Whether a design project starts with choosing the art or whether the art is the finishing touch that pulls a design together, perfectly punctuating the visual and feeling tones, art is essential to interior design.
This is true whether the art is hanging in your living room, or on the wall of a restaurant, as is in the case of my firm’s recently-completed commercial project, The Wolf.
We have many art dealers, galleries, and visual artists, with whom we consult on art sourcing. For The Wolf, we turned to our own LMBI designer, and professional visual artist, Andi Yablonski, and David Coyle’s limited-edition fine-art printmaking studio, ArtBrokers, Inc.
The process of searching for just the right pieces led our clients to commission Andi to create them.
Andi explains: “As the designer, I knew the art that I wanted in the space. The luxury of being the artist as well as a designer is that I was able to create custom pieces that are the exact sizes, colors, and textures we wanted.”
In this case, that meant one piece in particular that was going to be very large scale. Andi’s favorite format. She says, “I love working on large canvases. I’m not that tall, so a piece that’s 60 inches tall, that’s my height. That large piece is 48 x 80. Working on it, it’s almost like I’m a part of the painting; it’s a physically-demanding full-body experience.”
Andi’s abstract paintings adorn the main dining rooms. For the private dining room, we turned to David Coyle, founder of ArtBrokers Inc.
ArtBrokers Inc. is a unique fine-art printmaking studio. Representing a select portfolio of artists, the company makes very high-resolution images (500-600 MB) of original artworks, which are then giclee-printed in a way that is similar to artists’ etchings; the print is not a reproduction, but rather, respectful of the new medium it is being translated into, an art piece in its own right. Also like traditional printmaking, each artwork is produced in a limited-edition run.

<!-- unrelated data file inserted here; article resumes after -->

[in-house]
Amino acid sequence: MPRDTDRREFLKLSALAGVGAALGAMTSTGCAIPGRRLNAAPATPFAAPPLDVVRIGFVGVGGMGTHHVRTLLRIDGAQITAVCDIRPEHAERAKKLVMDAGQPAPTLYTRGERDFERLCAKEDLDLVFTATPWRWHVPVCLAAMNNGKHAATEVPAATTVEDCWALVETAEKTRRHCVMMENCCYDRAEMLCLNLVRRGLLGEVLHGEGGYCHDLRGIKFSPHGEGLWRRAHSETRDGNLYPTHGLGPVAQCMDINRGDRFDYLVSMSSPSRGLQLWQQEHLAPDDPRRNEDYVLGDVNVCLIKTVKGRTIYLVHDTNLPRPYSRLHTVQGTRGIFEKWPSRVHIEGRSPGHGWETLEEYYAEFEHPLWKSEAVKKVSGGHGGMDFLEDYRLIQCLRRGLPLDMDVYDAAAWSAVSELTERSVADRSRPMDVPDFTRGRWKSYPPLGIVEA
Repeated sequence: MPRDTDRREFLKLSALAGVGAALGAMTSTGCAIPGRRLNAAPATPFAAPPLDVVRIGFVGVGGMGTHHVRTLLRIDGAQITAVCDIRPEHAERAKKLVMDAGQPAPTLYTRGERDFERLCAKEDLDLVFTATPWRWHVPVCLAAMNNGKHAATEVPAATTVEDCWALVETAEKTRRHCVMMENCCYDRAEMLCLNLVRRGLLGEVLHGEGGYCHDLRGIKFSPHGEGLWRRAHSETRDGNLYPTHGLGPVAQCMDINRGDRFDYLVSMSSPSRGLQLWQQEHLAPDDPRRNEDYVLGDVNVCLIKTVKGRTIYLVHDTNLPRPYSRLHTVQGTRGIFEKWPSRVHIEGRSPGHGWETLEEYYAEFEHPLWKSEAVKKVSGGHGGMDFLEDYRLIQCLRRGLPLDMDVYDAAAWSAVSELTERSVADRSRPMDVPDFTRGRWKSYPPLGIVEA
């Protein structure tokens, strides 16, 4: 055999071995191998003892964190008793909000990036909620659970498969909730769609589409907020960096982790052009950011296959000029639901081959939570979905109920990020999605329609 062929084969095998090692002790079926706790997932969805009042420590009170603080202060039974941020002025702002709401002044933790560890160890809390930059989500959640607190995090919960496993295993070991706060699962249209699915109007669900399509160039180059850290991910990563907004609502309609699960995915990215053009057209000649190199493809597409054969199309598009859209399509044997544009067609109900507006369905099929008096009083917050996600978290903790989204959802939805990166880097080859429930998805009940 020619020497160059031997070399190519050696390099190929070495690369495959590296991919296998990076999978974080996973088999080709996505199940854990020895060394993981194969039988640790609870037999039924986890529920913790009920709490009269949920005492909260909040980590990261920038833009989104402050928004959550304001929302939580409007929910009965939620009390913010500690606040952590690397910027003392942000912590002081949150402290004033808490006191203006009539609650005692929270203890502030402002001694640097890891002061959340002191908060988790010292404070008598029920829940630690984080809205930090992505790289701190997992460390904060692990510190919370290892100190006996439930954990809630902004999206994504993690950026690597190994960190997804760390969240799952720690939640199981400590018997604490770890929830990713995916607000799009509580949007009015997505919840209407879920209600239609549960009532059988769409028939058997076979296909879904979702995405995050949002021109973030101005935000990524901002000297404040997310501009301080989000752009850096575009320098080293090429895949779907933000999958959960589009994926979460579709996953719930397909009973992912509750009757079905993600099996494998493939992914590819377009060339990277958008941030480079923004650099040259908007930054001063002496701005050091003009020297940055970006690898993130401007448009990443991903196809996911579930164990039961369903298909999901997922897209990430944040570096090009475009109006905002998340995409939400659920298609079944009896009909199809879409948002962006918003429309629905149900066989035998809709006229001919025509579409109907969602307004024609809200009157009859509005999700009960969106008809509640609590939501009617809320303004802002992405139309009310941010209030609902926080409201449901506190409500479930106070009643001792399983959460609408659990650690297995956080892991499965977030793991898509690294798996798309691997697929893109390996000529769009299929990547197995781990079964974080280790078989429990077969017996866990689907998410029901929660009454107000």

David says, “I looked at the colors and finishes Laura was doing and we quickly settled on Jeff Faust for the elements of surrealism with a lighter feel in his work.
“In ‘Waiting for Scotland’ there’s a cow sitting in an altered state, it gets you thinking; you can’t get your arms around it in terms of understanding it completely. That keeps you looking at it and keeps it fun.
“‘Placing the Moon’ is a bit of a daring image. It has a candid feel and a Romanesque style, like an old world painting, but in the context of the California coast. The color matches the color of our water at the Golden Gate. When Faust painted that piece, he was living in Sausalito.”
David was the perfect resource for us. I often say, when we near completion of a project, the right art pieces usually find us (in part because we have relationships with such wonderful vendors and colleagues in the art world). In the case of The Wolf, we certainly had a leg up with Andi on our team. And David’s suggestions of what images might spark delight was spot on.
“Placing the Moon,” in particular, spoke to my heart.
Readers may recall my writing in this blog about my personal journey with this space; how my sister Rebekah Wood and I celebrated so many milestones in our lives at Bay Wolf, how exciting it has been for us to collaborate on her and her husband Rich Wood’s restaurant ventures: The Wolf, and before that, Wood Tavern and Southie.
When we were younger, my sister used to love to sing the song “Blue Moon,” and she sang it to her daughter Riley Celeste when she was a baby.
It’s arduous work to place a moon. Women’s work. To me, this painting is the story of my sister, building her dream as a restaurateur and a mother.
View ArtBrokers Inc.’s collection of images at artbrokersinc.com
Andi is available for commissions for your home or restaurant. Contact her at firstname.lastname@example.org
View more photos of our interior designs at The Wolf at lmbinteriors.com/commercial
All photos by Gillian Walsworth
A version of this article appeared in the Piedmont Post